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Comments Off on UKCloud Cuts Prices Ahead of Public Cloud Battle

UKCloud Cuts Prices Ahead of Public Cloud Battle

Posted by Admin | January 10, 2017 | Telecoms

Managed hosting provider reduces prices for Cloud Storage and Enterprise Compute Cloud products

Managed hosting provider UKCloud has reduced prices for its Cloud Storage and Enterprise Compute Cloud products ahead of increasing competition from public cloud providers.

Cloud Storage is now available for 1.5p per gigabyte (GB) per month for large-scale users – a reduction of 66 per cent; while smaller users will see the price drop 77 per cent to 2p per GB per month.

Prices for large virtual machines on the Enterprise Compute Cloud product will also be reduced by 43 per cent from 1 February.

Speaking to CRN CEO Simon Hansford said that increasing demand for UKCloud’s services has led to lower supply costs and more automation – the savings of which have been passed on to customers.

He added that, while the firm would usually wait until later in the year to make the reductions, he wanted to capitalise on Microsoft’s 22 per cent price rise, after the vendor launched its UK datacentres last year.

Despite the hype surrounding the Microsoft and AWS UK datacentre launches, Hansford said that he isn’t expecting UK hosting firms to suffer – adding that if anything it will speed up cloud adoption.

“It’s competition and they will win business so that’s good news for them, but I do think the market is growing so rapidly that actually, to some extent, it gives some credibility to the marketplace – so they’ll help generate the market,” he said,

“I also think you need to be very aware of what they’re really doing. They’ve announced UK datacentres [but] they’re tiny.

“It’s not their own build datacentres that they own – they’re in co-locations facilities [and] the co-locations facilities that they’re using are smaller than our datacentres.

“Most of their UK customers are not going in those UK datacentres. What they’re really doing is a PR win. It doesn’t mean that customers are going to use them; there is only going to be select customers [in them].”

Hansford criticised the lack of investment he argued AWS and Microsoft are making in the UK, claiming that no jobs are being created as a result of the datacentres, and also accused them of creating vendor lock in.

He claimed that as end users build applications on AWS and Microsoft Azure it will not be possible to move them over to other hosting providers – a point he said is being critically overlooked.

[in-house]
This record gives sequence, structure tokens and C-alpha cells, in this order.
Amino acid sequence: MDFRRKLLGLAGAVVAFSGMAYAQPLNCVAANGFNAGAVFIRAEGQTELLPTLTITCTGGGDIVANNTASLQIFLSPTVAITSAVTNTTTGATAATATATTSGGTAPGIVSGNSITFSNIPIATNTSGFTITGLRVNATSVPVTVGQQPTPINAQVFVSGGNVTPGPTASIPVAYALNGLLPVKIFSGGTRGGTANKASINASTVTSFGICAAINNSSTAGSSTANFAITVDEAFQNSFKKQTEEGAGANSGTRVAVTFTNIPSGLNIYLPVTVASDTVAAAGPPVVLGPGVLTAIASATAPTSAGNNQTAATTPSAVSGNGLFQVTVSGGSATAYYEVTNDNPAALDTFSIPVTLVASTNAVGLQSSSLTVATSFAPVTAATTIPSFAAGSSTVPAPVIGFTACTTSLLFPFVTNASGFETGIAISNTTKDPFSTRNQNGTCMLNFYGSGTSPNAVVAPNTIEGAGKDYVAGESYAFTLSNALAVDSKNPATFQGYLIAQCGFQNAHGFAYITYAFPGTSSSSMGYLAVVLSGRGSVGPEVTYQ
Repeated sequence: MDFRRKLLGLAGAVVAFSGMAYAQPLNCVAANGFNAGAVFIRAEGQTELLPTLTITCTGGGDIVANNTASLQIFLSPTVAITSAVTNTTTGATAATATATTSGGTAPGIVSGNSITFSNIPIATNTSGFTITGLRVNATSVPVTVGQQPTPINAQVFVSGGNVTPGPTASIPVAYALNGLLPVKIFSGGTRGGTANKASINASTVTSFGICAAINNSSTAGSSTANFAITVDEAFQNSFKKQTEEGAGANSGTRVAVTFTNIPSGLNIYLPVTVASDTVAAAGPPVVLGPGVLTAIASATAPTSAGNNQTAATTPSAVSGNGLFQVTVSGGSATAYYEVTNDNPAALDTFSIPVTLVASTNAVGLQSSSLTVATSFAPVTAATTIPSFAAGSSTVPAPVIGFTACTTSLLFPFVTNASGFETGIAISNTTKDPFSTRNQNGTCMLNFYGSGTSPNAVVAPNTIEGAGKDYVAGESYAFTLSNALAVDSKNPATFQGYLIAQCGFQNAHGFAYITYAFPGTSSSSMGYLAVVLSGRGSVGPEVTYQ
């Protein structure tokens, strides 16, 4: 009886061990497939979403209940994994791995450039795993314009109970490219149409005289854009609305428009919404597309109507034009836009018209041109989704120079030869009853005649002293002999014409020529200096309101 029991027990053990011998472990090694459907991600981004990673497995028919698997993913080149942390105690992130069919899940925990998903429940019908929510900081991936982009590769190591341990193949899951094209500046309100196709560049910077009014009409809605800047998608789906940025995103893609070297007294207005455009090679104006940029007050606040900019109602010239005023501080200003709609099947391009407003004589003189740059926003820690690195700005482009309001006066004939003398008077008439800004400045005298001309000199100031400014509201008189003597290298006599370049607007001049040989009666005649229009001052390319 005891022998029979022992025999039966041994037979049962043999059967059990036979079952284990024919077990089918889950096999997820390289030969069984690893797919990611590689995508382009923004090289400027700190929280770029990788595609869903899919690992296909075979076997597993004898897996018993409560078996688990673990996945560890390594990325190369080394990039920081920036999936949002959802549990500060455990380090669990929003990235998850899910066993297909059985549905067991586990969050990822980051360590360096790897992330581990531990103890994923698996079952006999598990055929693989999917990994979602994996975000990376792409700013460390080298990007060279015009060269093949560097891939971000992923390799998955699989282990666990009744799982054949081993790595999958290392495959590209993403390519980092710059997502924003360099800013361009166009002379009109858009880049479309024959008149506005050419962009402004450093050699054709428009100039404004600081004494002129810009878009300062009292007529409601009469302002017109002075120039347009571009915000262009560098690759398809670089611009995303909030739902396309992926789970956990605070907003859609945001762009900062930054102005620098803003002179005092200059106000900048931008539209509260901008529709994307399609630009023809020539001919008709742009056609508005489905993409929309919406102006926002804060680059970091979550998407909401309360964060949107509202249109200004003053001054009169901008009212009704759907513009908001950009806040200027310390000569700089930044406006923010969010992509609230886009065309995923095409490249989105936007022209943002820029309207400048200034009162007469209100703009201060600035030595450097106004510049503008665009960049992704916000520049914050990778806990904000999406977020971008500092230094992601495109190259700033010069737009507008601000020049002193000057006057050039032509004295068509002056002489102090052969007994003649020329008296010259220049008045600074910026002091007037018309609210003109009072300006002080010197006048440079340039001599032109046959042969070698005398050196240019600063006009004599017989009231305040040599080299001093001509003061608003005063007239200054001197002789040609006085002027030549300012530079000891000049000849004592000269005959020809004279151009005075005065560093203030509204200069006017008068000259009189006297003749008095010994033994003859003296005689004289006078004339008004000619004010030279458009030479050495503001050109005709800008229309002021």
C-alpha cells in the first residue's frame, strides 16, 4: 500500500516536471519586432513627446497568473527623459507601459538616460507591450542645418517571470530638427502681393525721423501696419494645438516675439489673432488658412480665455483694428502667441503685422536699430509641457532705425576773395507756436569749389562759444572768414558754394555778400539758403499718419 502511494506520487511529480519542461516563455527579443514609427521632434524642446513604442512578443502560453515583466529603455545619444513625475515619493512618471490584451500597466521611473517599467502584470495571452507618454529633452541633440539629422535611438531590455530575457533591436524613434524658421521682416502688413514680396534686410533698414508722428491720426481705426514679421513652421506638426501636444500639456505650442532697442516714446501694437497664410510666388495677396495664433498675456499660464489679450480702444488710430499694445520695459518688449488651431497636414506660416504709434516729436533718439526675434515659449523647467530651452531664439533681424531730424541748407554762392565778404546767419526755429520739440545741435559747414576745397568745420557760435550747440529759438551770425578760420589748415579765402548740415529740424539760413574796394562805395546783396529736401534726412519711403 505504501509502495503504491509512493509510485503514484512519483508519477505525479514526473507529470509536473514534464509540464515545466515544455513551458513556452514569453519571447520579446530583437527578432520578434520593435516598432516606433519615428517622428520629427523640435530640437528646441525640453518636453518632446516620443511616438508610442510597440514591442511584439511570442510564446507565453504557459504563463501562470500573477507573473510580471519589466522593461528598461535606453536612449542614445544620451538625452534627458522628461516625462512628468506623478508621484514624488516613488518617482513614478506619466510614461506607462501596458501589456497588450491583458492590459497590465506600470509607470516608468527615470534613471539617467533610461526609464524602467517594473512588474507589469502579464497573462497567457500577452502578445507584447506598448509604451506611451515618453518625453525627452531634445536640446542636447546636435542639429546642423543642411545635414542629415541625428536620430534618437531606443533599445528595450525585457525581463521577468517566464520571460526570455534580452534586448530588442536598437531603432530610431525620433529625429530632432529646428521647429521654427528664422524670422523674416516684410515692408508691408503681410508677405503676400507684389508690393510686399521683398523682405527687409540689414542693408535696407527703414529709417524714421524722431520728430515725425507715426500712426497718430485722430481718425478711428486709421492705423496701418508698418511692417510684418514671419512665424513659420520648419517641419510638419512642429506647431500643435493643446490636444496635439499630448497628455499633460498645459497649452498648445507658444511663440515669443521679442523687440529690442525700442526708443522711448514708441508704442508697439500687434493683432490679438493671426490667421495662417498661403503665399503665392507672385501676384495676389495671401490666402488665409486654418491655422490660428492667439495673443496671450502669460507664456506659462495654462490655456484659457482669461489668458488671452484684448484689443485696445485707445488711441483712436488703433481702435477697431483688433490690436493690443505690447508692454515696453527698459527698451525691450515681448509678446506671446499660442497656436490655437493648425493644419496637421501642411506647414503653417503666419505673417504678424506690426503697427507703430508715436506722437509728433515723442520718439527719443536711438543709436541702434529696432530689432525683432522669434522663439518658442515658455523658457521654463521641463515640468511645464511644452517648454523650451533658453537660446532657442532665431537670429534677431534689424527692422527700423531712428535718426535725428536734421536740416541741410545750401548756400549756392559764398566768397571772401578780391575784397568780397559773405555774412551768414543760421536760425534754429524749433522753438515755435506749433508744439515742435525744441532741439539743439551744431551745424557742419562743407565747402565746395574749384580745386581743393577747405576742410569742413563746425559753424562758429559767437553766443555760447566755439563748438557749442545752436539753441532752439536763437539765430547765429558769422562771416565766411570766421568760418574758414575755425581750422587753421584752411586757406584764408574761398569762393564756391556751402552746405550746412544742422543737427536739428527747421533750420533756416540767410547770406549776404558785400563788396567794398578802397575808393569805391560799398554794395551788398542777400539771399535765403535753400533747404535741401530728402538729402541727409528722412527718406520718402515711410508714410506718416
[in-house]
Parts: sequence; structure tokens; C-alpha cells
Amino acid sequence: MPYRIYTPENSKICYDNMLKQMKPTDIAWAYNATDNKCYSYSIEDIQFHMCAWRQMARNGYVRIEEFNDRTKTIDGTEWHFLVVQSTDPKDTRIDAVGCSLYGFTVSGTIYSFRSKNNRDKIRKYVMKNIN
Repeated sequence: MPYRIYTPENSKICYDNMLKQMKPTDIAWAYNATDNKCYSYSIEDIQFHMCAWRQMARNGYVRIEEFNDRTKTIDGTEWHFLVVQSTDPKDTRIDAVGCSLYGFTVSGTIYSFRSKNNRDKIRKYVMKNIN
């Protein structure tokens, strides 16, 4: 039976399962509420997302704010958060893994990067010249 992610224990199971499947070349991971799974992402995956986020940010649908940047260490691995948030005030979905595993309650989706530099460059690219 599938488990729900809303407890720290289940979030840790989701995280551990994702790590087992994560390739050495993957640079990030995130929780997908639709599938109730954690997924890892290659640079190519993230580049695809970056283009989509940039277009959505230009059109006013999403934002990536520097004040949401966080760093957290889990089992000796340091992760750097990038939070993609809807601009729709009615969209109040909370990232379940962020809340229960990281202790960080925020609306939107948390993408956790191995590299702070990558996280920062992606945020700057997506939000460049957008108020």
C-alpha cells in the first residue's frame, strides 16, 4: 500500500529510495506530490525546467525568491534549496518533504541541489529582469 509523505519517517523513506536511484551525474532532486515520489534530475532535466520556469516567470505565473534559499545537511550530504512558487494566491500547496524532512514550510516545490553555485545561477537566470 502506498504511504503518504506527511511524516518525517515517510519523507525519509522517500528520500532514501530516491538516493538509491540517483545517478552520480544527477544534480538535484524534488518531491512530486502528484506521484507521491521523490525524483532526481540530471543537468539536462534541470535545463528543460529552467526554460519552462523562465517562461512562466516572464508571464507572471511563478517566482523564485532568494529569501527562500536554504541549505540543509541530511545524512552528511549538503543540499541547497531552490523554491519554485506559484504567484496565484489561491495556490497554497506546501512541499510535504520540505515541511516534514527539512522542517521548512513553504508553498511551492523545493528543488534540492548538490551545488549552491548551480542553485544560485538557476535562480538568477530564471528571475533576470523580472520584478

“They’re trying to get people to develop applications to their platform that are feature specific,” he said.

“If you write an application to either Amazon or Azure it will not migrate to the other platform or any other provider – you are locked in – and I don’t think many CIOs understand that.

“They think ‘I’ll move it to Amazon and in a year’s time if Azure is cheaper or I fall out with them I’ll move provider’. You cannot do that if your developer has sat and written application-specifically.”

However, Dan Bailey, founder at MSP and AWS partner Altinet, told CRN that, in his experience, moving applications between public cloud providers has not been a struggle.

“One of things that we saw with AWS, and with any public cloud or any software-as-a-service, is that it’s infinitely easier to move [an application from one to the other],” he said.

“What happens in the traditional sense of having a piece of hardware or appliance is it tends to not be updated to the latest firmware [and] it kind of gets tied in like ivy with other applications that go into it.

“Public cloud makes it less significant to have those legacy applications. You find a lot less of them and can’t have them like you used, to so I wouldn’t necessarily agree with that.”

“We’re still in the pretty early stages of public cloud, but migrating away from pieces of software or services that are put there, especially when you’re talking about AWS or Azure – every software provider will have, or will develop very soon, the ability to host in either/or; so moving from AWS to Azure, for whatever reason, is super easy.”

Further cost cutting expect.

UKCloud is likely to announce further price reductions this year, Hansford said, most likely around the launch of G-Cloud 9 in April – and the UKCloud Oracle platform is set to go live later this month.

A new platform is also set to be announced at the beginning of March, but Hansford remained tight-lipped on discussing further information. 

Source: channelweb

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